Neurogenic shock is on our differential for hypotension and hemodynamic instability in trauma patients. Today, we discuss this condition as well as the use of vasopressors for hemorrhagic shock.
Neurogenic Shock is not Spinal Shock
Spinal Shock is a loss of reflexes below the level of the injury
Preganglionic sympathetic neurons originating in the hypothalamus, pons and medulla are located in the intermediolateral cell column of the spinal cord between the first thoracic (T1) and second lumbar (L2) vertebrae. Theoretically, any SCI within or above this could cause sympathetic disruption. Since sympathetic innervation of the heart only occurs from T1 to T5, it is often said that neurogenic shock can only occur when the lesion is above the mid-thoracic (T6) level. [ 27697845]
* Doesn't necessarily happen instantly
* Won't always have bradycardia
* Move arms and legs during primary survey
* dopamine is bad--diuresis
* 85 for 7 days???
* UPDATE: Recently published cohort trial supports this practice (but not great evidence here) [Journal of Trauma and Acute Care Surgery Issue: Volume 90(1), January 2021, p 97-106]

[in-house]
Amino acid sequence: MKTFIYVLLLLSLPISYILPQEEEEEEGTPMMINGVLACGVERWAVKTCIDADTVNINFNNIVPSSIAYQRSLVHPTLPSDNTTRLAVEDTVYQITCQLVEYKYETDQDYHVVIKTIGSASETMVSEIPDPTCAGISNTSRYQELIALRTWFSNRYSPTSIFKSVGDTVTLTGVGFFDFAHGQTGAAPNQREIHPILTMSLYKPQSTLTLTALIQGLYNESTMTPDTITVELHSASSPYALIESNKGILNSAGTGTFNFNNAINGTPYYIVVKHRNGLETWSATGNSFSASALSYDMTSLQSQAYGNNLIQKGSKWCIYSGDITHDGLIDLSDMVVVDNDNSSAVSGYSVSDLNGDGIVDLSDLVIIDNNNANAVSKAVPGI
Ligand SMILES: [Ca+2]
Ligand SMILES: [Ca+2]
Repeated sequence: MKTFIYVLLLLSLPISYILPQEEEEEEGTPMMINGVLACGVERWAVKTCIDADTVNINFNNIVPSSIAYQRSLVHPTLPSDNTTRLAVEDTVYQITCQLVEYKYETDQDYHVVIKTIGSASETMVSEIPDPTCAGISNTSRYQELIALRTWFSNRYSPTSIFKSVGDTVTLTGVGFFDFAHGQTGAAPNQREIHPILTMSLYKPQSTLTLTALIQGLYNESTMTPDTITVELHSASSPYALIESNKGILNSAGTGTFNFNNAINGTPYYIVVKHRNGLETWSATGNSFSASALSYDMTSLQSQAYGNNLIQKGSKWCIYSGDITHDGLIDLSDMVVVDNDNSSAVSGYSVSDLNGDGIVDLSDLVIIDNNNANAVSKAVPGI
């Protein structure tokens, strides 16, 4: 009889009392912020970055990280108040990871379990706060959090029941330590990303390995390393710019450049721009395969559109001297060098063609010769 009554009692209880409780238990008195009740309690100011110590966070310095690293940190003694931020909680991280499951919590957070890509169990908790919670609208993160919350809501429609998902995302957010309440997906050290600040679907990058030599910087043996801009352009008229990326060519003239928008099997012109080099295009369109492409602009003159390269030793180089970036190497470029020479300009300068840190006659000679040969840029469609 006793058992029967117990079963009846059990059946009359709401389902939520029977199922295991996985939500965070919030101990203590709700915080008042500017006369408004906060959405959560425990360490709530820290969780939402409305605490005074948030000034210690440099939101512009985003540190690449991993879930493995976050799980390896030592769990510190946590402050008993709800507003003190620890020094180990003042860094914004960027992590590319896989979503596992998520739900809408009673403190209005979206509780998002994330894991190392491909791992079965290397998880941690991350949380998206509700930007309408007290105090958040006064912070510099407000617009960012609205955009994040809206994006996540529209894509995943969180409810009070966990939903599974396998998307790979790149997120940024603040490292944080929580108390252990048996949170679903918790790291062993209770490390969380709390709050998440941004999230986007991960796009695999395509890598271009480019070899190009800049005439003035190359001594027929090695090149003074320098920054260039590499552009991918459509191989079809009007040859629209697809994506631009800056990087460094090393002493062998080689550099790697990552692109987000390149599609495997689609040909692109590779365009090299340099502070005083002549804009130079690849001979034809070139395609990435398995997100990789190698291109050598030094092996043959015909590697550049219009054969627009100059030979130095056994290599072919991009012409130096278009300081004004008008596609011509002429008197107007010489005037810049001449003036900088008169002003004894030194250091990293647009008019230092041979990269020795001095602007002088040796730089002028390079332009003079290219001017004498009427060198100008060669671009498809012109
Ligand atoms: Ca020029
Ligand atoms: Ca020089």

* Deb Stein's ENLS on Spinal Cord Injury
* Descriptive Reporting of Neurogenic Shock
Should we be using Vasopressors in Hemorrhagic Shock?
I listened to a thought-provoking episode of Traumacast today. It was an interview with Dr. Carrie Sims on the use of Vasopressin after Hemorrhagic Shock.
The contention is that Vasopressin at the 0.03-0.04 unit/minute dose will not affect blood pressure unless the patient is actually vasopressin deficient.
5th-10th Unit of blood, vasopressin levels begin to drop
Are we diluting out our stress hormones?
RCT by Carrie Sims et al. (PMID: 31461138)
vasopressin (bolus 4 IU) and i.v. infusion of 200 mL/h (vasopressin 2.4 IU/h) for 5 h after pts who received 6 units of product
Vasopressors are associated with worse otucome after blunt trauma shock (PMID: 18188092), but little can be taken from this study
Spahn, D.R., Bouillon, B., Cerny, V. et al. The European guideline on management of major bleeding and coagulopathy following trauma: fifth edition. Crit Care 23, 98 (2019). https://doi.org/10.1186/s13054-019-2347-3
If they are warm, give them vasoconstriction